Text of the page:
Referring now to FIG. 3, an equivalent circuit of a field effect transistor (FET) 110 is shown. The FET 110 has three ports: a drain port D 112, a source port S 116 and a gate port G 118. The drain port D 112 is connected to a drain supply voltage Ud. In the equivalent circuit of a FET 110, the drain port D 112 is connected to the gate port G 118 via a gate-drain capacitance Cgd 120 having a voltage Ugd 124 across it. The gate port G 118 is connected to the source port S 116 via a gate-source capacitance Cgs 122 having a voltage Ugs 126 across it. The source port S 116 is also connected to ground. Ugs is negative as described above, typically 0 to -3V in an oscillator circuit where Ud=10V. This value is dependent upon the FET amplitude and gain performance as a function of temperature. In such a circuit Ugd then varies from 10V to 13V. It has been determined that the forward steepness S21 of a FET decreases with rising temperature. This results in a lower RF amplitude swing and therefore in a detected negative gate voltage that is less negative at higher temperatures. The gate-source capacitance Cgs 122 of a FET varies with the gate-source voltage Ugs 126 similar to the performance of a varactor diode. As available S-parameter sets do not describe this effect there was no mathematical solution available. Table 1 given below shows the measured values for the gate-source capacitance Cgs 122 and gate-drain capacitance Cgd 120 of a FET sample MBFU310.

              TABLE 1______________________________________Ugsd/V          Cgs/pF  Cdg/pF______________________________________0               12.00   12.00-1              7.90    8.00-2              6.00    5.95-3              3.80    3.50-4              2.85    2.63-5              2.28    2.10-6              1.90    1.75-7              1.63    1.50-8              1.43    1.31-9              1.27    1.17-10             1.14    1.05-11             1.04    0.95-12             0.95    0.88-13             0.88    0.81______________________________________

These values are shown more clearly in FIG. 4. FIG. 4 shows a graph 130 of a FET gate capacitance versus reverse voltage according to the preferred embodiment of the invention. Two capacitance values are plotted against reverse voltage Ug 134--gate-source capacitance Cgs 138 and gate-drain capacitance Cgd 136 with the capacitance values provided in picoFarads pF 132.

With precise measurements done on FET samples such gate capacitance data can be extracted and added to the FET VCO model. As Ugd is much larger than Ugs, Cgd is low (<1 pF) and will vary less from--10 to -13 V than Cgs from 0 to -3V does (4-12 pF). It can be shown that the varying Cgs capacitance forms a temperature dependent voltage divider for the modulation signal. Cgd varies much less and can therefore be neglected.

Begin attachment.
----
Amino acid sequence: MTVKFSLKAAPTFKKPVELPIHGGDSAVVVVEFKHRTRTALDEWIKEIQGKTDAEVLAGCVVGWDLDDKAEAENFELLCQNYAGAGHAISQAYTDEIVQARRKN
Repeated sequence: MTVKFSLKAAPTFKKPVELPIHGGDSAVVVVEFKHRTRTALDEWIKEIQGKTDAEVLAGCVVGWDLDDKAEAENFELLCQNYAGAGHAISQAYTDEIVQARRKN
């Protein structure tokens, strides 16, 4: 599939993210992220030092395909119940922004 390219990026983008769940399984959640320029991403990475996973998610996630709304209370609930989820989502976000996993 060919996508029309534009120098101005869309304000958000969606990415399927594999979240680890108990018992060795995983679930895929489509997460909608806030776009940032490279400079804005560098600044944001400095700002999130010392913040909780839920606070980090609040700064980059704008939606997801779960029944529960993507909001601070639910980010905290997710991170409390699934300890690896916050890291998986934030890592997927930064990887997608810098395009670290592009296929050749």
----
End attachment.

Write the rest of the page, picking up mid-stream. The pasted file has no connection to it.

Hence, providing a modulation input signal at A or B enables the gate-source capacitance Cgs to divide the modulation signal's modulation impedance down to ground via Cgs. This results in a decreased modulation deviation with rising Cgs at higher temperature. With a modulation input signal provided at C, the gate-source capacitance Cgs will increase the coupling of the modulation impedance to the tank circuit.

This results in increased modulation deviation with rising Cgs at higher temperatures.

To find the best balance of the impact of both modulation capacitance B 70 and modulation capacitance C 71, in accordance with the arrangement described in FIG. 2, the oscillator designer has to measure the VCOs gate voltage Ugs once on a typical circuit at its extreme operation temperatures. With the available FET data of Ugs versus temperature, its Cgs value can be determined and implemented in a simulation model. Subsequently, the balance values of modulation capacitance B 70 (Cmod-- b) and modulation capacitance C 71 (Cmod-- c) have to be calculated using a suitable mathematical optimisation tool. With the extracted FET parameters of Cgs over oscillation amplitude , which is a function of temperature, it can be shown that a two port modulation of modulation impedance to the gate port 98 and the source port 96 of the FET 40 in FIG. 2, will compensate for any unwanted modulation sensitivity drift over temperature. Therefore utilising two modulation capacitances in such a manner provides the appropriate modulation deviation drift compensation with the advantage that no special series of components have to be used and fine-tuning is possible by varying both capacitors.